Will Current Political Dynamics Impact the Upcoming N.J. Equal Pay Override Vote?

Weinberg

State Senator Loretta Weinberg is a sponsor of the equal pay bill. Alyana Alfaro for Observer

On Monday, Democratic state senators announced that they will soon attempt to override a veto by New Jersey Governor Chris Christie. The target of the override vote is S-992, a bill that aims to ensure equal pay for equal work for men and women through increased penalties for employers who fail to pay equitable wages. That vote is set for Monday December 19.

State Senator Sandra Cunningham (D-31) is one of the co-sponsors of the legislation. In a release following the announcement of the override vote, Cunningham said that the bill is necessary to help speed along progress in New Jersey.

“As a new generation of young women prepares to enter the workforce, they should do so with the assurance that they will be treated as equals no matter their gender, race, or religion. This legislation will bring transparency to wages and help to combat wage discrimination,” Cunningham said in a statement. “This will help to change the culture of inequality that unfortunately still exists in the workplace and help to close the wage gap between men and women.”

Democrats have never managed to get an override through the legislature during Christie’s time as governor, but it is not for lack of trying. While the legislature has attempted over 50 times to override a veto, the most successful attempt came in October of last year when Senate President Steve Sweeney was able to wrangle up enough votes in the state senate on a bill aimed at reporting any attempt to expunge the mental illness records of gun buyers. However, that measure eventually stalled in the assembly and did not become a veto override.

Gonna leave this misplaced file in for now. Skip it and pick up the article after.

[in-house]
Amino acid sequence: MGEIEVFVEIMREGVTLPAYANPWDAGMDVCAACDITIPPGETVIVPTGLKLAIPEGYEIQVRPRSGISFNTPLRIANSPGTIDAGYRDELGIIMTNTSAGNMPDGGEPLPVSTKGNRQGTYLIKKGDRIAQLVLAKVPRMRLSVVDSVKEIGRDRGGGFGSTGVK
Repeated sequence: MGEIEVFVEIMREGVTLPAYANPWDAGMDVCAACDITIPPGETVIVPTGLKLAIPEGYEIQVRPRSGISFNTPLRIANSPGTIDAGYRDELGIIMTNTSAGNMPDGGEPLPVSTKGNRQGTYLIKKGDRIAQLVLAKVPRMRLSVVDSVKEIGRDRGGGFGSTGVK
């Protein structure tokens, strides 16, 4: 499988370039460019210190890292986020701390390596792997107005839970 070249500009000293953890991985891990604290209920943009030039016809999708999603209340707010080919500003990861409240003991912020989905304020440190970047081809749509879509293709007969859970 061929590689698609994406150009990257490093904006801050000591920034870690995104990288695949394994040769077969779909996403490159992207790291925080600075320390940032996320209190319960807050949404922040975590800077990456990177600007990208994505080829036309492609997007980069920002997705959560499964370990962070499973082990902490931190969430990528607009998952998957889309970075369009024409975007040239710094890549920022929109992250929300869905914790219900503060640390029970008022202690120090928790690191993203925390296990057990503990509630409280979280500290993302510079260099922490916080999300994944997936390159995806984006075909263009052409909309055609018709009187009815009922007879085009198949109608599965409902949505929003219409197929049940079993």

But, in the past year, dynamics have shifted significantly.

While Sweeney supports the equal pay legislation—and voiced that support in the press release on the issue—his ability to garner enough votes to get the override passed may be hindered by his current political standing. When he successfully orchestrated enough votes in the senate race last year on the gun bill, Sweeney was considered at that time considered a frontrunner in the 2017 gubernatorial contest. Now however, Sweeney is out of the contest due to early maneuvers from former U.S. Ambassador to Germany Phil Murphy that gave the senate president no path to victory.

While Sweeney’s failure to enter the gubernatorial race may have little impact on the potential for an override if any, it is possible that members of the legislature may not be so apt to go along with someone whose political favor they need not curry. However, the support among Democrats in the legislature has been overwhelming on the issue to this point.

The dynamic has also changed for Christie. At the time that the senate voted for a veto in October 2015, Christie was still running for president. Now, he is a lame duck governor with few national prospects following his scheduled January 2018 departure from the state house. That shift in Christie’s standing may mean that Republicans in the legislature may be more willing to go against him than they were in the past. That change could potentially up the number of Republican legislators who defect and decide to vote for the override.

The bill was vetoed by the governor in May of this year after passing in both the state senate (28-4) and assembly (54-14). Because only 27 votes in the senate and 54 are needed in the assembly to pass the bill, it it possible the measure will pass provided that numbers stay the same.

Will Current Political Dynamics Impact the Upcoming N.J. Equal Pay Override Vote?